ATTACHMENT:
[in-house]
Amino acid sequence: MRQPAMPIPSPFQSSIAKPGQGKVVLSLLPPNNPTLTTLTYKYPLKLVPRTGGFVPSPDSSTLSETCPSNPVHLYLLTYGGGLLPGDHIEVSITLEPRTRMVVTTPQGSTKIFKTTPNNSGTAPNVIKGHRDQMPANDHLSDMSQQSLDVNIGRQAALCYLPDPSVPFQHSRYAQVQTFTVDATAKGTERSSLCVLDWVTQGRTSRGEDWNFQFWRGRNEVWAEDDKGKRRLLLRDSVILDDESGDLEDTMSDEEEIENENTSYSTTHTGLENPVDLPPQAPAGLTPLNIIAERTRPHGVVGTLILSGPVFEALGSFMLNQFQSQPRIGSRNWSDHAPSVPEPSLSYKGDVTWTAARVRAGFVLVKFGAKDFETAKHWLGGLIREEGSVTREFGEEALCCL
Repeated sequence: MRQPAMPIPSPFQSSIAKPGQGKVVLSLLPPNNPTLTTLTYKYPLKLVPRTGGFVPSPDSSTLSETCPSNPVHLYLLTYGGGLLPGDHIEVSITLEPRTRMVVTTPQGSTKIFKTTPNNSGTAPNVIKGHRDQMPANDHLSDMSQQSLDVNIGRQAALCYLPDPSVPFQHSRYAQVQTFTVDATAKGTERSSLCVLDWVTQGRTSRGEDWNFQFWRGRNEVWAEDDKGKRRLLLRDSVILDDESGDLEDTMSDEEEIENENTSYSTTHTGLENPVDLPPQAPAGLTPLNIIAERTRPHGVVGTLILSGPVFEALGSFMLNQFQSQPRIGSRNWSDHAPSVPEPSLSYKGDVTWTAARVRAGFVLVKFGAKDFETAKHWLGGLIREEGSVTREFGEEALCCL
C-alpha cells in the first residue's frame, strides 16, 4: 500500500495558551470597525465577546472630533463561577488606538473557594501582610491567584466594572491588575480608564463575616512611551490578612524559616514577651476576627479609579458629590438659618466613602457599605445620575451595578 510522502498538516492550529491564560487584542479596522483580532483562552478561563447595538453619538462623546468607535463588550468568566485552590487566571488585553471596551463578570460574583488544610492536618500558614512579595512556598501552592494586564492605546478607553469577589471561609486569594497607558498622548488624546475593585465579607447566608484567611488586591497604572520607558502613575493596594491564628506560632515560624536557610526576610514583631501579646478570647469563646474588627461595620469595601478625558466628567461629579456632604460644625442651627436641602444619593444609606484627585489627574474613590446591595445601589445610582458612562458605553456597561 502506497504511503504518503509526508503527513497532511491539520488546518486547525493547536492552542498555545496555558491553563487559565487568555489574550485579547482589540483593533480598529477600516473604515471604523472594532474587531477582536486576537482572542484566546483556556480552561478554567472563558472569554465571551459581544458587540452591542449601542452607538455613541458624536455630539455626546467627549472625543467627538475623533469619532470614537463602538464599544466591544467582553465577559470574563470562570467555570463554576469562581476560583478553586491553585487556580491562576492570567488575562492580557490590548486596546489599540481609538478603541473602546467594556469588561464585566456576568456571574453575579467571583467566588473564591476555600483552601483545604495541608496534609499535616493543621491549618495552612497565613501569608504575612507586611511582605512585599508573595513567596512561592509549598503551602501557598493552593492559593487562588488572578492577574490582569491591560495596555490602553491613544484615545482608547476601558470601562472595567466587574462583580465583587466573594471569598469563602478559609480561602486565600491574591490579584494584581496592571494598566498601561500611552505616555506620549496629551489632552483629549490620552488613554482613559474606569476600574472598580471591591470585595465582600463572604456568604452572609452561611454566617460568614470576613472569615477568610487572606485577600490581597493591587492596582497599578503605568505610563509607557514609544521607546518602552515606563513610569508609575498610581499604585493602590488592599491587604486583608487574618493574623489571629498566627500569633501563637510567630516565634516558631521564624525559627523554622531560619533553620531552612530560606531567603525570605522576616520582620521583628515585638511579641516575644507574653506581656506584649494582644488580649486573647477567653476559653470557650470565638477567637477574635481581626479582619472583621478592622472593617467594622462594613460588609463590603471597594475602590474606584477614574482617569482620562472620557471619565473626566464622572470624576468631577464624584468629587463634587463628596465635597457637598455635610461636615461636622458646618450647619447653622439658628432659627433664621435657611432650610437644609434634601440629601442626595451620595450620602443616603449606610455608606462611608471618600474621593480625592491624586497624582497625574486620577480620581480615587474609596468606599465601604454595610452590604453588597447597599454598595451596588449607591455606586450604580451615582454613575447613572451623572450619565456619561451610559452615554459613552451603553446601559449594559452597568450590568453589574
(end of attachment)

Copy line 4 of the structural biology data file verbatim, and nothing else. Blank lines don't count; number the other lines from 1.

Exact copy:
C-alpha cells in the first residue's frame, strides 16, 4: 500500500495558551470597525465577546472630533463561577488606538473557594501582610491567584466594572491588575480608564463575616512611551490578612524559616514577651476576627479609579458629590438659618466613602457599605445620575451595578 510522502498538516492550529491564560487584542479596522483580532483562552478561563447595538453619538462623546468607535463588550468568566485552590487566571488585553471596551463578570460574583488544610492536618500558614512579595512556598501552592494586564492605546478607553469577589471561609486569594497607558498622548488624546475593585465579607447566608484567611488586591497604572520607558502613575493596594491564628506560632515560624536557610526576610514583631501579646478570647469563646474588627461595620469595601478625558466628567461629579456632604460644625442651627436641602444619593444609606484627585489627574474613590446591595445601589445610582458612562458605553456597561 502506497504511503504518503509526508503527513497532511491539520488546518486547525493547536492552542498555545496555558491553563487559565487568555489574550485579547482589540483593533480598529477600516473604515471604523472594532474587531477582536486576537482572542484566546483556556480552561478554567472563558472569554465571551459581544458587540452591542449601542452607538455613541458624536455630539455626546467627549472625543467627538475623533469619532470614537463602538464599544466591544467582553465577559470574563470562570467555570463554576469562581476560583478553586491553585487556580491562576492570567488575562492580557490590548486596546489599540481609538478603541473602546467594556469588561464585566456576568456571574453575579467571583467566588473564591476555600483552601483545604495541608496534609499535616493543621491549618495552612497565613501569608504575612507586611511582605512585599508573595513567596512561592509549598503551602501557598493552593492559593487562588488572578492577574490582569491591560495596555490602553491613544484615545482608547476601558470601562472595567466587574462583580465583587466573594471569598469563602478559609480561602486565600491574591490579584494584581496592571494598566498601561500611552505616555506620549496629551489632552483629549490620552488613554482613559474606569476600574472598580471591591470585595465582600463572604456568604452572609452561611454566617460568614470576613472569615477568610487572606485577600490581597493591587492596582497599578503605568505610563509607557514609544521607546518602552515606563513610569508609575498610581499604585493602590488592599491587604486583608487574618493574623489571629498566627500569633501563637510567630516565634516558631521564624525559627523554622531560619533553620531552612530560606531567603525570605522576616520582620521583628515585638511579641516575644507574653506581656506584649494582644488580649486573647477567653476559653470557650470565638477567637477574635481581626479582619472583621478592622472593617467594622462594613460588609463590603471597594475602590474606584477614574482617569482620562472620557471619565473626566464622572470624576468631577464624584468629587463634587463628596465635597457637598455635610461636615461636622458646618450647619447653622439658628432659627433664621435657611432650610437644609434634601440629601442626595451620595450620602443616603449606610455608606462611608471618600474621593480625592491624586497624582497625574486620577480620581480615587474609596468606599465601604454595610452590604453588597447597599454598595451596588449607591455606586450604580451615582454613575447613572451623572450619565456619561451610559452615554459613552451603553446601559449594559452597568450590568453589574